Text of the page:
Hamilton's aging waste incinerator
worst in Canada in spewing deadly dioxins Exclusive
By Eric McGuinness
The Hamilton Spectator
Airborne emissions of suspected cancer-causing dioxins and
furans from Hamilton's aging waste incinerator have almost
doubled in one year, making the plant Canada's single-largest
source of the toxic compounds.
It outranks all other incinerators in the country, as well
as metal smelters, electric-arc steelmaking furnaces and
Stelco's Hilton Works sinter plant, also located in the
northeastern part of the city.
While emissions from the sinter plant are down to less than
a third of their 1999 level, SWARU's are four times higher
than they were that year.
Almost as troubling, a Spectator examination of preliminary
2001 data from Environment Canada's National Pollutant Release
Inventory (NPRI) shows highly toxic mercury emissions from
SWARU tripled in a year while those of hazardous hexachlorobenzene
jumped 44 per cent.
Coincidentally, just as those numbers became available,
the Ontario Environment Ministry yesterday issued SWARU
a tougher, new operating licence that will apply until Dec.
31, 2006 when the 30-year-old Kenora Avenue plant is to
Ward 5 Councillor Chad Collins, who represents the area,
says it should be shut now for health, environmental and
"It's time to say let's close the facility rather than put
any more Band-Aids on it."
The city plans to stop burning garbage in 2006 because SWARU
won't be able to meet Canada-wide standards for dioxin and
furan releases going into effect in 2007.
The NPRI data are based on measurements of what goes up
the stack, while the province has until now regulated only
the amount calculated to reach the ground in the immediate
area, the so-called point of impingement.
Waste management director Scott Stewart and city consultant
John Chandler say last year's NPRI data may be flawed because
the plant wasn't operating well the day it was tested, but
emissions were still less than 25 per cent of the limit
at point of impingement, and therefore not a health hazard
in their view.
The chair of Clean Air Hamilton, McMaster University chemistry
professor Brian McCarry, says: "The city has to take some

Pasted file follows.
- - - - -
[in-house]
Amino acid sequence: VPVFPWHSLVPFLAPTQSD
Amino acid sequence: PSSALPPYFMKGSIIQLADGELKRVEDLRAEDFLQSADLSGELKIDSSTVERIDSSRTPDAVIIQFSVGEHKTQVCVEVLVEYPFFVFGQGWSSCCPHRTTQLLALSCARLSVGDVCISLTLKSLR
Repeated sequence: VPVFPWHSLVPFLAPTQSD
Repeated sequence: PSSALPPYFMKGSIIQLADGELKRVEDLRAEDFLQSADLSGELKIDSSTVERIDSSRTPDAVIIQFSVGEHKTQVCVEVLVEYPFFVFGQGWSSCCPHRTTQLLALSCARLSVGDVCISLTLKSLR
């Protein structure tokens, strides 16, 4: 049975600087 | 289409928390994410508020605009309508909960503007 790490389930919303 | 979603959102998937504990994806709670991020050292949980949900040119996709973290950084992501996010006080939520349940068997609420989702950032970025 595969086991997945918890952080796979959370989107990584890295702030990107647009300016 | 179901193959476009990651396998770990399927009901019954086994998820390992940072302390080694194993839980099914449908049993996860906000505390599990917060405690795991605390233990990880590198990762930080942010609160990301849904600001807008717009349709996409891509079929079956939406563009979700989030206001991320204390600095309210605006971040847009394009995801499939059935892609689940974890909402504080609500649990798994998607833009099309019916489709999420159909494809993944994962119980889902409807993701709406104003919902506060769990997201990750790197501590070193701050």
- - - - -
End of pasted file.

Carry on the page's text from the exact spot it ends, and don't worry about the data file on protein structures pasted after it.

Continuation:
responsibility for putting itself in the position of being
the No. 1 dioxin producer in the country. The top of that
hit parade is not a good place to be."
Lynda Lukasik, executive director of Environment Hamilton,
fears something is going badly wrong at the plant, exposing
east-end residents to dangerous chemical vapours and dust.
SWARU's new licence -- officially a certificate of approval
-- replaces three that Lukasik and environmental lawyer
Paul Muldoon challenged as inadequate, using provisions
of Ontario's Environmental Bill of Rights. Their application
led to a two-year review that culminated in yesterday's
issuance of a single, comprehensive, new certificate.
It sets a stack-emission limit for dioxins and furans close
to the level SWARU achieved in 1999, about one-fifth the
level measured last year. It also calls for new noise silencers
and an independent technical review of plant operations.
Stewart says he and his staff are reviewing the document
clause by clause before deciding whether to recommend the
city appeal. He also says the city might have to close SWARU
sooner than 2006 if it would cost too much to comply.
There is already a plan to install a $200,000 system to
inject powdered carbon into the stack to capture more hazardous
substances. Buying carbon would cost $700,000 a year.
Collins says he and other councillors on a waste management
steering committee have asked Stewart to report by December
on implications of an early closure.
"It's like an old car when the oil is leaking, the air conditioning
doesn't work and you say it's not worth repairing any more,"
"Closing it would have an impact on the landfill, but with
recycling and more waste diversion, I think it's do-able."
Canadian Waste Services runs SWARU for the city under a
contract requiring it to comply with the provincial certificate
You can contact Eric McGuinness at email@example.com
or at 905-526-4650.
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